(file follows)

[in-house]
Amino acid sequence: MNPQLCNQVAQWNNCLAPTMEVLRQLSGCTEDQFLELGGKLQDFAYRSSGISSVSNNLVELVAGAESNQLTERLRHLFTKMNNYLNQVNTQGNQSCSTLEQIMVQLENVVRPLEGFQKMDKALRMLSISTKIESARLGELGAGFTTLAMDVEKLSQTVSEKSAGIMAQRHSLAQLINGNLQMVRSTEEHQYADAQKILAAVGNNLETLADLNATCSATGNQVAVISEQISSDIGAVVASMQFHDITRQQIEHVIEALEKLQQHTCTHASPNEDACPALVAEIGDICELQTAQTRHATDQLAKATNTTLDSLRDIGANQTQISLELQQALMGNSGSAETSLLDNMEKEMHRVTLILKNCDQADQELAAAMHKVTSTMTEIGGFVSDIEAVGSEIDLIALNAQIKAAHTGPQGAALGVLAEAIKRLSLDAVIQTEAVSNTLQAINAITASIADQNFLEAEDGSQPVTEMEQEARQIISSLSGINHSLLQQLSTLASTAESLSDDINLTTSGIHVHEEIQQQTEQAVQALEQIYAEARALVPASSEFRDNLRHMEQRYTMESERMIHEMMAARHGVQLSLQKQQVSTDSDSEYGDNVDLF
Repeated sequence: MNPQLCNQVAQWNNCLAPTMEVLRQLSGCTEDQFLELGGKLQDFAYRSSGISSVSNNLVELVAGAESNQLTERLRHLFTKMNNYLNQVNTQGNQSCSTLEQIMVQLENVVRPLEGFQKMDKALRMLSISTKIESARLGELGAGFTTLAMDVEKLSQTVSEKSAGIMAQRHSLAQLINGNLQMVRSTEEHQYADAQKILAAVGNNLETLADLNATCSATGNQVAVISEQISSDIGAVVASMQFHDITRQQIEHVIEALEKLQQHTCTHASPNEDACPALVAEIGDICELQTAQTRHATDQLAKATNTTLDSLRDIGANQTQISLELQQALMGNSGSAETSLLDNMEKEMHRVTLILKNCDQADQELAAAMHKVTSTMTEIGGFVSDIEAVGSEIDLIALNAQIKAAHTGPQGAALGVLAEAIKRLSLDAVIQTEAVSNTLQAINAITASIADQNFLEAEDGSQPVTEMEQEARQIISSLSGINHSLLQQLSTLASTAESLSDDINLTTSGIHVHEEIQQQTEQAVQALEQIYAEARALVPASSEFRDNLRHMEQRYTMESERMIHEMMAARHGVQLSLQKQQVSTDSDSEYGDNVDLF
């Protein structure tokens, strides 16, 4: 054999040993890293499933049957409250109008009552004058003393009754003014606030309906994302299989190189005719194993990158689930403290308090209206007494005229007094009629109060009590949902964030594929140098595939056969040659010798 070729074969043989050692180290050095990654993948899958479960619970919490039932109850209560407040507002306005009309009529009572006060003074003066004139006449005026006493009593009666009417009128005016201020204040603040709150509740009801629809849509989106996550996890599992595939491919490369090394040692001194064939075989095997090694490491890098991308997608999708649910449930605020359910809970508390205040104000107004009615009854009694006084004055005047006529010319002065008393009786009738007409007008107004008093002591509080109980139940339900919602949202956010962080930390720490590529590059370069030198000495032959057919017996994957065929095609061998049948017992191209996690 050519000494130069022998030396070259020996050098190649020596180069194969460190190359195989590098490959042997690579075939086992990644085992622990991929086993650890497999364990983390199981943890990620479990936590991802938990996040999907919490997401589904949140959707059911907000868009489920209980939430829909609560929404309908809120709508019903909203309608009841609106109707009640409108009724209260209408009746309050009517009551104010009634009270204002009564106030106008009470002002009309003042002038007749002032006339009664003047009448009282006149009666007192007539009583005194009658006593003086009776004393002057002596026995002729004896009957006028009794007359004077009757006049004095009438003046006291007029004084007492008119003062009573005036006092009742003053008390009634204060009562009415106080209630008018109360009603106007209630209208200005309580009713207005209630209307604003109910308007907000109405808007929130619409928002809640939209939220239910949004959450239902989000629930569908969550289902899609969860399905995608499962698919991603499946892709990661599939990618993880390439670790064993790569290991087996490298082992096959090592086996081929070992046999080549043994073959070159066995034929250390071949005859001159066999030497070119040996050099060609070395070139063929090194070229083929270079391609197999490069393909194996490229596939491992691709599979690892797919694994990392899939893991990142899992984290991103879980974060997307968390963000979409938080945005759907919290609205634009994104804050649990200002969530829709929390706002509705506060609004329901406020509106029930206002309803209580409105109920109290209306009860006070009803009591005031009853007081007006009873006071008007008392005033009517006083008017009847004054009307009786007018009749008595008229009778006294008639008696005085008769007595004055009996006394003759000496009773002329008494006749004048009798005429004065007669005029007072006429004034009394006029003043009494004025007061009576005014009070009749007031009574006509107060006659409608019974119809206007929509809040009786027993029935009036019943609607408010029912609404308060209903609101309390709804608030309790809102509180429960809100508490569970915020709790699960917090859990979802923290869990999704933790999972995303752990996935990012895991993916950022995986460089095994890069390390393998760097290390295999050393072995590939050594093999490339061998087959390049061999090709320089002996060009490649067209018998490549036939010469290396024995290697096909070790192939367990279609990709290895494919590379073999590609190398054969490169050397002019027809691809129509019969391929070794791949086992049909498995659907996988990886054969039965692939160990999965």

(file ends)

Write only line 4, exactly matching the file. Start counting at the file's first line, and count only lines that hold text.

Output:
């Protein structure tokens, strides 16, 4: 054999040993890293499933049957409250109008009552004058003393009754003014606030309906994302299989190189005719194993990158689930403290308090209206007494005229007094009629109060009590949902964030594929140098595939056969040659010798 070729074969043989050692180290050095990654993948899958479960619970919490039932109850209560407040507002306005009309009529009572006060003074003066004139006449005026006493009593009666009417009128005016201020204040603040709150509740009801629809849509989106996550996890599992595939491919490369090394040692001194064939075989095997090694490491890098991308997608999708649910449930605020359910809970508390205040104000107004009615009854009694006084004055005047006529010319002065008393009786009738007409007008107004008093002591509080109980139940339900919602949202956010962080930390720490590529590059370069030198000495032959057919017996994957065929095609061998049948017992191209996690 050519000494130069022998030396070259020996050098190649020596180069194969460190190359195989590098490959042997690579075939086992990644085992622990991929086993650890497999364990983390199981943890990620479990936590991802938990996040999907919490997401589904949140959707059911907000868009489920209980939430829909609560929404309908809120709508019903909203309608009841609106109707009640409108009724209260209408009746309050009517009551104010009634009270204002009564106030106008009470002002009309003042002038007749002032006339009664003047009448009282006149009666007192007539009583005194009658006593003086009776004393002057002596026995002729004896009957006028009794007359004077009757006049004095009438003046006291007029004084007492008119003062009573005036006092009742003053008390009634204060009562009415106080209630008018109360009603106007209630209208200005309580009713207005209630209307604003109910308007907000109405808007929130619409928002809640939209939220239910949004959450239902989000629930569908969550289902899609969860399905995608499962698919991603499946892709990661599939990618993880390439670790064993790569290991087996490298082992096959090592086996081929070992046999080549043994073959070159066995034929250390071949005859001159066999030497070119040996050099060609070395070139063929090194070229083929270079391609197999490069393909194996490229596939491992691709599979690892797919694994990392899939893991990142899992984290991103879980974060997307968390963000979409938080945005759907919290609205634009994104804050649990200002969530829709929390706002509705506060609004329901406020509106029930206002309803209580409105109920109290209306009860006070009803009591005031009853007081007006009873006071008007008392005033009517006083008017009847004054009307009786007018009749008595008229009778006294008639008696005085008769007595004055009996006394003759000496009773002329008494006749004048009798005429004065007669005029007072006429004034009394006029003043009494004025007061009576005014009070009749007031009574006509107060006659409608019974119809206007929509809040009786027993029935009036019943609607408010029912609404308060209903609101309390709804608030309790809102509180429960809100508490569970915020709790699960917090859990979802923290869990999704933790999972995303752990996935990012895991993916950022995986460089095994890069390390393998760097290390295999050393072995590939050594093999490339061998087959390049061999090709320089002996060009490649067209018998490549036939010469290396024995290697096909070790192939367990279609990709290895494919590379073999590609190398054969490169050397002019027809691809129509019969391929070794791949086992049909498995659907996988990886054969039965692939160990999965």